The terminology and etiology of some para-articular masses are still confusing. Sakai et al. (7) reported three cases, two of which were classified as chondroma and one as osteochondroma on the basis of clinical, radiological and histological features of the cases. The first two cases were different from the last one as the patients demonstrated clinical symptoms before referring to the hospital; they had calcified soft tissue on X-ray, whereas the third case had osseous mass. Lastly, the first two masses consisted of mainly cartilaginous tissue while the mass in the third case was mainly formed of bone tissue with a relatively small amount of cartilaginous tissue (7). Cohen et al. (5) reported a post-traumatic intra-articular synovial osteochondroma which was free of attachments in the infrapatellar region. Essentially, the lesion was in the same area with the cases of Sakai et al. (7). The authors explained the lesion as phase 4 synovial chondromatosis, which occurred following a traumatic episode of years (5). The described mass here was also at the infrapatellar region, similar to the previous cases (3, 4). However, histologically the lesion was quite similar to the case classified as osteochondroma by Sakai et al. (7), except having a lobular pattern and was macroscopically very similar to the case described by Cohen et al. (5).

The cause of para-articular osteochondroma and chondroma is not known. Cohen et al. (5) additionally commented that previous trauma might be the origin of the pathology, and traumatic lesions have more osseous component in contrast to atraumatic, which have more cartilaginous lesions. Most of the previously reported cases, similar to the current study, did not follow trauma (4, 7-10). On the other hand, some authors believe that there is a cartilaginous metaplasia of the connective tissue with subsequent ossification (8). However, when the duration of mass and ossification is considered, they do not seem to be relevant (10). Krebs and Parker (6) established a relationship between Hoffa disease and para-articular chondroma. The authors claimed that chronicle microtrauma such as repetitive impingement of the infrapatellar fat pad, might result in Hoffa’s disease and subsequently chondroma (6). In the present case, there was no previous major or repetitive microtrauma however, contrary to the report of Sakai et al. (7), and the mass had significant osseous component. These findings show that the etiology is still obscure, but the appearance of all the lesions in the infrapatellar fad pad were mostly in the advanced ages, which prompt us to take metaplasia as etiology.

Osteochondroma are one of the most common tumors that usually originate in the metaphyseal areas of long bones. They present during rapid growing period and cease when growth slows down. On the contrary para-articular osteochondroma, which is very rare, has no attachment to the bone and appears in advanced ages; in ostechonroma cases, malignant degeneration to chondrosarcoma should be considered. The entity, described in the current study, has benign clinical course with no report of recurrence after removal in an average two-year follow-up (9). The current study finding was consistent with the literature with no recurrence after 10-year follow-up, which is the longest period in the literature. Due to non-existence of the stalk and the location in either the infrapatellar or intercondylar fat pad, fat tissue might be considered as origin of lesion, and osteochondroma might be a misleading nomenclature for that type of lesion, which is likely related to metaplasia (7, 9). Also in this case, the mass was completely replaced with fat pad and connected by surrounding tissue without any attachment in the surrounding osseous structure.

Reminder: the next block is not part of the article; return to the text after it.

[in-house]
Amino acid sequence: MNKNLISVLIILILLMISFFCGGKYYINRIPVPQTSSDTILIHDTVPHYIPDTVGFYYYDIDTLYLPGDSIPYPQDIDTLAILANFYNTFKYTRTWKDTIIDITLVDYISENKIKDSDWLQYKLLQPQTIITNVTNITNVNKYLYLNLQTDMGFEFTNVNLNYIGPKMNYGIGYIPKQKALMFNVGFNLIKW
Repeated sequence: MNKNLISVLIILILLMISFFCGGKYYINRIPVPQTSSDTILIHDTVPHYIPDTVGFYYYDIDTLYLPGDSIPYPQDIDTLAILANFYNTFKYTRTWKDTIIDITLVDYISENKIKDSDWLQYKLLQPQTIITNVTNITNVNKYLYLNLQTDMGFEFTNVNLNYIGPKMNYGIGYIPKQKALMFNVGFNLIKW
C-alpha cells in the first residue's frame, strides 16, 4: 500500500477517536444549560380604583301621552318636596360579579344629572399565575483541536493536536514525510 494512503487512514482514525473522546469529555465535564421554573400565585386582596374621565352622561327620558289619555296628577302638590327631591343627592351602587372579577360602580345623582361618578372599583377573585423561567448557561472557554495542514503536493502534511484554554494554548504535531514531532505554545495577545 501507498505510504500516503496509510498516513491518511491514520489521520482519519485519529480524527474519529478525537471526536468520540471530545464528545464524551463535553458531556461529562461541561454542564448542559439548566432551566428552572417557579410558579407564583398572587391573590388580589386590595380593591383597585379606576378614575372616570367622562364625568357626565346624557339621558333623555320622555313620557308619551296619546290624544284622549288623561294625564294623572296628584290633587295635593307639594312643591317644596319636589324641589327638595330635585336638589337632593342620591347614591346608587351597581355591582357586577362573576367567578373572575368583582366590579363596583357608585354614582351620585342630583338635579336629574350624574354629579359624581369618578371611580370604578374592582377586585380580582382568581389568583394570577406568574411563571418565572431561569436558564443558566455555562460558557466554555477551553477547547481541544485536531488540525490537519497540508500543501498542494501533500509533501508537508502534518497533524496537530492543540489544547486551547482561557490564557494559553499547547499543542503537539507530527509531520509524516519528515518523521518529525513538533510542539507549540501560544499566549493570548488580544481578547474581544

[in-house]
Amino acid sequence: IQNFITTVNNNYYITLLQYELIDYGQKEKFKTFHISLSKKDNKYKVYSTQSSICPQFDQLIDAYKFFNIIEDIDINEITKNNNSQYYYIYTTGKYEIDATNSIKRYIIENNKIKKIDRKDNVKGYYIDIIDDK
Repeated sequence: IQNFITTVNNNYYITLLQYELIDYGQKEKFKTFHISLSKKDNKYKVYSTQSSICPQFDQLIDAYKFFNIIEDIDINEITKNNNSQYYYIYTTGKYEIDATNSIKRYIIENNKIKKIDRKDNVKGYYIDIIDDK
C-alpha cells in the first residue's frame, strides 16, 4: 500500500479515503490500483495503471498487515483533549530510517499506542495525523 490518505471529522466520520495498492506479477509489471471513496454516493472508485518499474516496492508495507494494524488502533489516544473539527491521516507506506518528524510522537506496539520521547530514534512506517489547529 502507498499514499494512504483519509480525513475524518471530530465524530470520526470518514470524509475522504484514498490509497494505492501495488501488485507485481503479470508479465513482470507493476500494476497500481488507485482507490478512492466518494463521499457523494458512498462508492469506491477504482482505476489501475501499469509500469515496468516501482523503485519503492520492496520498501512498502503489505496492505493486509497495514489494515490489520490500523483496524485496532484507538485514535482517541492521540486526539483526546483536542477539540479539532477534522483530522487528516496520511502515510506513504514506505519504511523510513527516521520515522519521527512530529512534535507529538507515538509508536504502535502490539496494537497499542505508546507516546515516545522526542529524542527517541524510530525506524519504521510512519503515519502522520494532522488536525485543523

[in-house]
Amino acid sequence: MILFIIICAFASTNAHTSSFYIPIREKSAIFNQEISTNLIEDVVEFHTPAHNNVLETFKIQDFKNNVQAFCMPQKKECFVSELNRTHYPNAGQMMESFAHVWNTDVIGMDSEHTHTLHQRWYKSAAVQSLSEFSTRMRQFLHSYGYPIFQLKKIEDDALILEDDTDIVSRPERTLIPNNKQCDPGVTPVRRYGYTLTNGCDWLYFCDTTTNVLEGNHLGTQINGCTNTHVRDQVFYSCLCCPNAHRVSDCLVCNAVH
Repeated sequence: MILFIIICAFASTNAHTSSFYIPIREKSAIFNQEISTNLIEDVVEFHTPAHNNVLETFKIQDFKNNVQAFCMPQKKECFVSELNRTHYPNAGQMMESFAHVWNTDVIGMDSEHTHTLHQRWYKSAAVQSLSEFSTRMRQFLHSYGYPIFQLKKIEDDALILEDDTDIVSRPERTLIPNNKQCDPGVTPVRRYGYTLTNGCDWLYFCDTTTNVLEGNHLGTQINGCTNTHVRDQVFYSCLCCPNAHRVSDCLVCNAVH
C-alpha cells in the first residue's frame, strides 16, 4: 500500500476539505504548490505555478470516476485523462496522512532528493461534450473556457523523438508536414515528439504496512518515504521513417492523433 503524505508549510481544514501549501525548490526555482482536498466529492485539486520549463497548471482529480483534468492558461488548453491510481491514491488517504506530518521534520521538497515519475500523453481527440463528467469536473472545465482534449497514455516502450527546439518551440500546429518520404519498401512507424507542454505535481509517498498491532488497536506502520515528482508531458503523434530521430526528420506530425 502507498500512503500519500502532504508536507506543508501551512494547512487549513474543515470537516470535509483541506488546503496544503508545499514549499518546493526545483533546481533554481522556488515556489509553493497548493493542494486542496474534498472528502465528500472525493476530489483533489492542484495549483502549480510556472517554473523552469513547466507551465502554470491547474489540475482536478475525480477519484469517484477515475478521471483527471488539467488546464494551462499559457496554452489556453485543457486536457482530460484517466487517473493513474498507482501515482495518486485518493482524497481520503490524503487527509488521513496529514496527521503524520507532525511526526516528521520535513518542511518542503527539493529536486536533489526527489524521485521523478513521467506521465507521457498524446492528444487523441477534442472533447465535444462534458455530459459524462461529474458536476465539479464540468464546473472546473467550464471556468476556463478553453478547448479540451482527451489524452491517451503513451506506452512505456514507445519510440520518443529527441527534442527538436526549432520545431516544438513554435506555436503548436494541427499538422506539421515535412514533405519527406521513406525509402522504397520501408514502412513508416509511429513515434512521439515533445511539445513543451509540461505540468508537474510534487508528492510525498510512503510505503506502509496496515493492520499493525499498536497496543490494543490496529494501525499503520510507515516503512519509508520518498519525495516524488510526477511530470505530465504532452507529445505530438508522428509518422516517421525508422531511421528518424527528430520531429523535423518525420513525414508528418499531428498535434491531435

The findings support that infrapatellar osteocartilaginous masses, so called para-articular osteochondroma and chondroma, might originate in the soft tissue probably as a result of metaplasia; therefore, the para-articular chondroma and osteochondroma terminologies do not seem appropriate for these entities. Operative removal of the mass seems to be a curative treatment method according to the findings of the present case and literature.


The authors wish to thank Alyson Sarioglu for helping with preparation of the manuscript.


Authors’ Contributions: Hasan Bombaci: developing original idea, data analysis, writing the manuscript; Emre Bilgin: preparing the manuscript.


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Figure 1.

Lateral Radiograph of the Knee Showing an Osseous Mass in the Region of Infrapatellar Fat Pad

Figure 2.

Specimen Showing (A) A lobulated surface and (B) proliferative cartilage overlying well differentiated trabecular bone (H&E X 40)

Figure 3.

Lateral Radiograph of the Knee Shows no Signs of Recurrence After a 10-Year Follow-up Period

Figure 4.

In T2-Weighted Image, MRI Shows no Signs of Recurrence in the Region Where the Mass Was Removed